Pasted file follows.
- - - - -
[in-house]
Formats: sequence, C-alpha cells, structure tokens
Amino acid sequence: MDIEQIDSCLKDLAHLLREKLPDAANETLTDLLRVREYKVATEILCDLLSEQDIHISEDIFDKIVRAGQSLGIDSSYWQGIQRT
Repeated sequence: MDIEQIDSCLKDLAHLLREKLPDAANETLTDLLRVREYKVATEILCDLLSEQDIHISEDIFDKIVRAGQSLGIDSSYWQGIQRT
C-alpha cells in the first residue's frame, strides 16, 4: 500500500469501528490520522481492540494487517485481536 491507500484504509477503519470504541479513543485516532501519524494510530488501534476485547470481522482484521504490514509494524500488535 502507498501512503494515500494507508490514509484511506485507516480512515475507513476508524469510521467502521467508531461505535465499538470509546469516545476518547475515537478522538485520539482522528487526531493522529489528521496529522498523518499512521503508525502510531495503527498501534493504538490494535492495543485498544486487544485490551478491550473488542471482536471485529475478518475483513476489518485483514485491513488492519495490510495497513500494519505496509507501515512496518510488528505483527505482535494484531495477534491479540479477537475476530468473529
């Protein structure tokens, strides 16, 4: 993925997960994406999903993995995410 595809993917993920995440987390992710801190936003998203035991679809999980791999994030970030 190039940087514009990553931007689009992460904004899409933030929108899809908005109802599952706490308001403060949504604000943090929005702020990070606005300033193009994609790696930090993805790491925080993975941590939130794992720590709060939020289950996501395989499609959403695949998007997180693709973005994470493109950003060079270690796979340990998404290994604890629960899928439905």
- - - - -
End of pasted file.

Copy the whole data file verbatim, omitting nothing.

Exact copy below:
[in-house]
Formats: sequence, C-alpha cells, structure tokens
Amino acid sequence: MDIEQIDSCLKDLAHLLREKLPDAANETLTDLLRVREYKVATEILCDLLSEQDIHISEDIFDKIVRAGQSLGIDSSYWQGIQRT
Repeated sequence: MDIEQIDSCLKDLAHLLREKLPDAANETLTDLLRVREYKVATEILCDLLSEQDIHISEDIFDKIVRAGQSLGIDSSYWQGIQRT
C-alpha cells in the first residue's frame, strides 16, 4: 500500500469501528490520522481492540494487517485481536 491507500484504509477503519470504541479513543485516532501519524494510530488501534476485547470481522482484521504490514509494524500488535 502507498501512503494515500494507508490514509484511506485507516480512515475507513476508524469510521467502521467508531461505535465499538470509546469516545476518547475515537478522538485520539482522528487526531493522529489528521496529522498523518499512521503508525502510531495503527498501534493504538490494535492495543485498544486487544485490551478491550473488542471482536471485529475478518475483513476489518485483514485491513488492519495490510495497513500494519505496509507501515512496518510488528505483527505482535494484531495477534491479540479477537475476530468473529
């Protein structure tokens, strides 16, 4: 993925997960994406999903993995995410 595809993917993920995440987390992710801190936003998203035991679809999980791999994030970030 190039940087514009990553931007689009992460904004899409933030929108899809908005109802599952706490308001403060949504604000943090929005702020990070606005300033193009994609790696930090993805790491925080993975941590939130794992720590709060939020289950996501395989499609959403695949998007997180693709973005994470493109950003060079270690796979340990998404290994604890629960899928439905």